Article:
Ministry of Agriculture, Forestry and Fisheries (MAFF) have announced a 2 million
ton rice surplus, but experts are divided as to whether the bumper yield was the
result of improvements in farming techniques or the blessings of nature.
Meanwhile, the Royal Astrologer's predictions of dire conditions for rice growers
in 2007, coupled with the Royal oxen refusing rice at the Royal Plowing Ceremony,
has farmers worried about this year's harvest.
Meas Sotheavy, chief of the statistics office at MAFF, said in 2006 farmers harvested
6,264,123 tons of rice.
"We have a 2,240,438 ton rice surplus," Theavy said.
Chan Tong Yves, secretary of state at MAFF, said the high yield was due to irrigation
and new farming techniques.
"I think the export market has also encouraged farmers to produce more crops,"
Tong Yves said.
Yang Saing Koma, president of the Cambodian Center for Study and Development in Agriculture,
said since 2000 farmers had started using a system of rice intensification, which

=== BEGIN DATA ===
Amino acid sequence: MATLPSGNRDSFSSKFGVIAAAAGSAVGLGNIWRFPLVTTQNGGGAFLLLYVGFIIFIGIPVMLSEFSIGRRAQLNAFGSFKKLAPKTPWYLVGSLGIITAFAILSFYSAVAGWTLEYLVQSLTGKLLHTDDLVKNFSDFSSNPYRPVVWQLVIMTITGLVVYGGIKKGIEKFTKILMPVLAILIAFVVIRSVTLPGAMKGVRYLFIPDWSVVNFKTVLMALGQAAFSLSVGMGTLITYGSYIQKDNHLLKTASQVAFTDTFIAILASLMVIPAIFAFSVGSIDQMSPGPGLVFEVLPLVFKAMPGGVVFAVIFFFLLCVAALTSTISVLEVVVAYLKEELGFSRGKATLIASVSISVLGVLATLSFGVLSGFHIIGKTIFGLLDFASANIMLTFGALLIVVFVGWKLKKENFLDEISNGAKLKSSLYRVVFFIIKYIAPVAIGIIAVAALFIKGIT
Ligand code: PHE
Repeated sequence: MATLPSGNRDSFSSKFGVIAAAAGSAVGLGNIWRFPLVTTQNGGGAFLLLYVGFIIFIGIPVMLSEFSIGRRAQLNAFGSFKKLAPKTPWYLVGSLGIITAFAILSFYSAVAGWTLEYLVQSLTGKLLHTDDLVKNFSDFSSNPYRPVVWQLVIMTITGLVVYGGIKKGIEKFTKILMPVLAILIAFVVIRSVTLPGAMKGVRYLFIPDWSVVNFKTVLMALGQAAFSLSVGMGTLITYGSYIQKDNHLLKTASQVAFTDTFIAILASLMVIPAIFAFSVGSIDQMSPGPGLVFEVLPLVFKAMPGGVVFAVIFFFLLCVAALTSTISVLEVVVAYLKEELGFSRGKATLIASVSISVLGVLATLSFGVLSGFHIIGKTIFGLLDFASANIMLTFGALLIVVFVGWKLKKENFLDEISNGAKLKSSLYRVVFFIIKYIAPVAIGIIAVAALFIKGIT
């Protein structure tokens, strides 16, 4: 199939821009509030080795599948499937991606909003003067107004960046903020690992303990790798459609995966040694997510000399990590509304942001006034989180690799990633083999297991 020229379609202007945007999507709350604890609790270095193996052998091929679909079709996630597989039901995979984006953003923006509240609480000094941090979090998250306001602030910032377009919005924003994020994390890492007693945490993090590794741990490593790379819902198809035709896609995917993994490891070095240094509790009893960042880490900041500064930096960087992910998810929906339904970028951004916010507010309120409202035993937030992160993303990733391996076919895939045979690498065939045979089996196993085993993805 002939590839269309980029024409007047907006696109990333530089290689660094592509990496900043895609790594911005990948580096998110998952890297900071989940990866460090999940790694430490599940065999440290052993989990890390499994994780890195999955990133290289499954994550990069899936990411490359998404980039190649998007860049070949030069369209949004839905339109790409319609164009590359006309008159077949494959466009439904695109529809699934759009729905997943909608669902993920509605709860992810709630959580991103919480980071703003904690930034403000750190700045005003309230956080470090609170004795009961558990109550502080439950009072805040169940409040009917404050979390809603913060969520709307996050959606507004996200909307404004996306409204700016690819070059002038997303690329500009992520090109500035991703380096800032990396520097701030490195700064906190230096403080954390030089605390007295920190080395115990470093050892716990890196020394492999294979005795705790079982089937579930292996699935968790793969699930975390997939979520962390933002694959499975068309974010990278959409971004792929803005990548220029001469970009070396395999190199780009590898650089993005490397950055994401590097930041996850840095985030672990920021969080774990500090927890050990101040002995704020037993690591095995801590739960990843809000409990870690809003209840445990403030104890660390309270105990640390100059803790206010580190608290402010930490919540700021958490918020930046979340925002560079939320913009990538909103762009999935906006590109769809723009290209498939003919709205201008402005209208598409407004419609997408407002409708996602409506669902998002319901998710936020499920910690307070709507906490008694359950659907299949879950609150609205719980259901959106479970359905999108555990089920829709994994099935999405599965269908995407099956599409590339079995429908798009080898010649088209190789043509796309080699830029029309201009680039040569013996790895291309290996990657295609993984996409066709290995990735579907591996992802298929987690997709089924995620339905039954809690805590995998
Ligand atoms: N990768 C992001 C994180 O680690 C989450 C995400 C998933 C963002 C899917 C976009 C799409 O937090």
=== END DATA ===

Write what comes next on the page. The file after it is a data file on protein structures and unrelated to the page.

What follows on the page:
was providing greater yields. He said about 60,000 farming households had started
to use this system.
But Phou Puy, president of the Cambodian Alliance of Rice Mills Association, said
the rice surplus had little to do with farmers changing their methods and was the
result of good rainfall.
At Khmer New Year, the Royal astrologer predicted in the "Year of the Pig"
the rice crop would be destroyed by rats, insects and adverse weather conditions.
While at the Royal Plowing ceremony on May 5 - a traditional harbinger of fortune
for the harvest -the Royal oxen did not eat rice, preferring corn instead: a bad
sign for rice farmers who, dependent on the rains, put their faith in superstition.
Pok Touch, 34, a farmer in Kampong Speu province, lacks irrigation and depends entirely
on the rainfall for production. He said he was worried about rice farming this year
after he heard the Royal oxen refused to eat rice.
"I think if we cannot produce a good crop, not only my family but other farmers
won't have enough rice to eat next year," Touch said. "I did have some
chicken and ducks as well as rice farming, but they died from the hot weather."
Tong Yves said farmers believed in the predictions of the Royal Astrologer and the
Plowing Ceremony but said if rainfall was equivalent to last year, he expected the
rice yield would improve.
"But we can not say anything right now. It just depends on the weather,"